Good Dog Magazine Shiba Article

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While going through customs at Los Angeles International Airport in July of 1995, I waited patiently for my husband to collect our luggage while I guarded our two dogs, Bandit and Guin, in their kennels. We’d just spent 18 hours flying from Okinawa, Japan to California and were exhausted and ready for a shower - all of us.

A customs inspector strolled by, casually looked at the dogs, did a double-take, then stopped dead in his tracks.

He looked at me and sternly said, "That isn't a fox, is it?"

I sighed and went through what would become akin to a tape recording in the days to come: "No, they're not foxes, they're Shiba Inus, a Japanese dog breed, and this is as big as they get."

The customs inspector grunted, stuck his finger in one of the cages and Bandit gladly licked it.

"Cute," the inspector said.

My husband and I still get a good laugh out of that. We got more laughs out of our cross-country road trip from Los Angeles to Maine with our Shibas. It seemed that everywhere we stopped someone asked, “What kind of dogs are those?”

So, what are Shibas and where do they come from?

SHORT SHIBA HISTORY
Shibas are a native breed of Japan and have been around for over 7,000 years. The word "shiba" originally referred to something small, and a literal translation of “shiba” is brush, which may refer to the red coloring of most Shibas and how fast they run through the brush, or grass. Shibas lived mainly in the mountainous regions of Japan and were used as hunting dogs for small game and birds, as well as companions.

After 1868, there was crossbreeding of the Shiba with English Setters and Pointers. It got to point where pure Shibas became rare. By 1928, the government of Japan became concerned enough with preserving the Shiba breed that the Japan Dog Preservation Society was formed. The search began for pure Shibas to start a breeding program and by 1934, the Shiba was once again a “pure” breed. In 1936 the Shiba was designated a “precious natural resource” of Japan.

Shibas range in color from red (red with white markings, similar to a fox) to black and tan to red sesame (red with black guard hairs and white markings) and white. The most common color is red, although black and tan is a clearly favored second.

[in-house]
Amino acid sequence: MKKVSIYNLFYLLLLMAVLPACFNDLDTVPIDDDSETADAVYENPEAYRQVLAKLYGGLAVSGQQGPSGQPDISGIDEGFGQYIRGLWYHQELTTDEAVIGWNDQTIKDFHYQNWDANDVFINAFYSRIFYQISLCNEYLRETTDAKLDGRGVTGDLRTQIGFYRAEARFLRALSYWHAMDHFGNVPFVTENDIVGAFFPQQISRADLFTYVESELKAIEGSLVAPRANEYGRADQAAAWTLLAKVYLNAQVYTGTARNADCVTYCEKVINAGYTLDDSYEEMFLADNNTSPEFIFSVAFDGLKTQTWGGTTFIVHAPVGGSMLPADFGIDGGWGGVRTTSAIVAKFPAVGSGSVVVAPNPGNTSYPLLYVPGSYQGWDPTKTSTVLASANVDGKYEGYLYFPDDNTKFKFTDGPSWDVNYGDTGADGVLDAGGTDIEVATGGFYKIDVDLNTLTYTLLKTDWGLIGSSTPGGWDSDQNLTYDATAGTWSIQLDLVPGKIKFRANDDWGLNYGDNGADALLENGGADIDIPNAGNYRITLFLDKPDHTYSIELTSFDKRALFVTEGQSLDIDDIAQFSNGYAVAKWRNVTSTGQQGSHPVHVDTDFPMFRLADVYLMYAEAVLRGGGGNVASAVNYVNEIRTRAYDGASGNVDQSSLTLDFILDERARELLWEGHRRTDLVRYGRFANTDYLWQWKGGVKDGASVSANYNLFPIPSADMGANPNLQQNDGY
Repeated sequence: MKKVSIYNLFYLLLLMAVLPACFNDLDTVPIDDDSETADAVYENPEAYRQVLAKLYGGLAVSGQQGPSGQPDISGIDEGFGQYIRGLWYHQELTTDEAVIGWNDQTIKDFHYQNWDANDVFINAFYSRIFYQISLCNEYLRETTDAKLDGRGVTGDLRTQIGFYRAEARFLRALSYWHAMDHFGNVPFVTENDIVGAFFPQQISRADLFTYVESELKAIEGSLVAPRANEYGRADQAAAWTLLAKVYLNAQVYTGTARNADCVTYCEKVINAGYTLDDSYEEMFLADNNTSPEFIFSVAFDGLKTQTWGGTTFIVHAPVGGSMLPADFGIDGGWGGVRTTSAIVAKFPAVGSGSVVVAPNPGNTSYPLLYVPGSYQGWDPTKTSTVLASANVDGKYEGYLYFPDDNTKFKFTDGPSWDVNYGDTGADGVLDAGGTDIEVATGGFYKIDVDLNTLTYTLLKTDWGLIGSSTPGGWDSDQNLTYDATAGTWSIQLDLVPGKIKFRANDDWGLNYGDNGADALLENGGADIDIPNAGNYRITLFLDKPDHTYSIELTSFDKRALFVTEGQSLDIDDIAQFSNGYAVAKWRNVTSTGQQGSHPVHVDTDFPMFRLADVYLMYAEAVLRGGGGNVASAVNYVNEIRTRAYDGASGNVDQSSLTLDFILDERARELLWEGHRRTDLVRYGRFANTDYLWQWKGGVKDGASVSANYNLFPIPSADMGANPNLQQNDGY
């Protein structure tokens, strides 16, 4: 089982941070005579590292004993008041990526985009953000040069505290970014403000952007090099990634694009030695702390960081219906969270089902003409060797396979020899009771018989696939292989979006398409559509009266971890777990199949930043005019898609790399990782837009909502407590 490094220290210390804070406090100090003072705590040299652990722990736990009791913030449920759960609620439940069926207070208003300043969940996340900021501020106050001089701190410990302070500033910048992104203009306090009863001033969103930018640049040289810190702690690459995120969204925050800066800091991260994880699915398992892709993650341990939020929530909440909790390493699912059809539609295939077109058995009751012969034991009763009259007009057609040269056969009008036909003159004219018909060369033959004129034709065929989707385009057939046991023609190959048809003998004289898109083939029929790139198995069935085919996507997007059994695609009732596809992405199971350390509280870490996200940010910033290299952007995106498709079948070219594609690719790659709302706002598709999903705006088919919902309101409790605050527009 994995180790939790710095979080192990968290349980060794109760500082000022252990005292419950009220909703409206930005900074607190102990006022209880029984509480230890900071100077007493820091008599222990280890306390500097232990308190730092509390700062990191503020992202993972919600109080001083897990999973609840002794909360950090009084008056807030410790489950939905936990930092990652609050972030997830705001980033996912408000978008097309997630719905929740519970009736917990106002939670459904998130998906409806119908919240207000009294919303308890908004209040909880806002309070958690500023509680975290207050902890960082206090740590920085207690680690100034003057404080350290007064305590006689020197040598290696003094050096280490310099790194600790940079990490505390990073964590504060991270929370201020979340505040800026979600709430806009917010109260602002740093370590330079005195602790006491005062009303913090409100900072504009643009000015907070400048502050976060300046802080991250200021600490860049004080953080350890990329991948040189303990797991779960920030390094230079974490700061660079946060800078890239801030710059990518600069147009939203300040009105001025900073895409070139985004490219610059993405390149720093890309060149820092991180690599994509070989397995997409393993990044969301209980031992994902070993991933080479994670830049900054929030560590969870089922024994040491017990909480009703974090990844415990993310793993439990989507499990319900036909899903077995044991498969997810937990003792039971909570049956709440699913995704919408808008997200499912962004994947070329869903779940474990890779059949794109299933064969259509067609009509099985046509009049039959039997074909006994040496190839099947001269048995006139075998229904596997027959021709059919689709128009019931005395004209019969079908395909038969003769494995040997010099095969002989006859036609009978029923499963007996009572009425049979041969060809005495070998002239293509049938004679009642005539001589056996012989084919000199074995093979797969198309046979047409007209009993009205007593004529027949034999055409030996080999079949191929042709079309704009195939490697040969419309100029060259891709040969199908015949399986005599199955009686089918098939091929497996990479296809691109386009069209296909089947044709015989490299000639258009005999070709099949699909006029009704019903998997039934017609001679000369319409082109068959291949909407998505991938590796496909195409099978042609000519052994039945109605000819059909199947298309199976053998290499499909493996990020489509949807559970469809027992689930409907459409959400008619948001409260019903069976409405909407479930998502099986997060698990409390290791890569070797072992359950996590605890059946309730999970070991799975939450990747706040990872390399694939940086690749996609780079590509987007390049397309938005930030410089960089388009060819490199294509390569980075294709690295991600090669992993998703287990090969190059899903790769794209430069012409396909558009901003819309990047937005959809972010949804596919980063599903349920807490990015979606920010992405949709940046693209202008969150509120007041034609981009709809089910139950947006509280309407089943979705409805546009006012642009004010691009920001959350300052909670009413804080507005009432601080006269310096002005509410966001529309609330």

BACK TO THE LITTLE RASCAL
If you own a Shiba, expect questions and stares. Expect people to refer to them as “baby Akitas.” And don’t forget the fox resemblance.

Susan Macre of Snowood Shibas shares this story:
“There was a young Shiba named Oscar. One day, his owner went to work and left him in the kennel with his brother and sister. When Oscar's owner returned from work, she discovered Oscar wasn’t in the kennel - the lock was still on the door, but Oscar was gone! She called the dog warden. No answer, so she left a message. She called the police. No dogs had been reported hit by cars, so she waited, and waited. Finally, she got a call from the dog warden. They had no reports of a “Shena Ebu,” but a red fox wearing a blue collar had been seen. The owner quickly drove to where the collar-wearing fox had been seen, and was happy to find Oscar there.”

(Which leads us to fences):
“Determined to find out how Oscar escaped, his owner put him in the kennel. When she went into the house and looked out the window, she saw Oscar on top of the doghouse with his head through the top of the fence. She ran outside, put Oscar in the house and went to the store. After purchasing 50 feet of cotton clothesline, she entered the kennel, laced the fencing down (eliminating the escape route) and put Oscar back in the kennel. When she returned to the window, she was amazed to see Oscar on top of the doghouse again, trying to find his way out. When all possibilities were exhausted, he turned around, sat down and BARKED at his owner. He then turned his back on her and didn't look at her for three days.”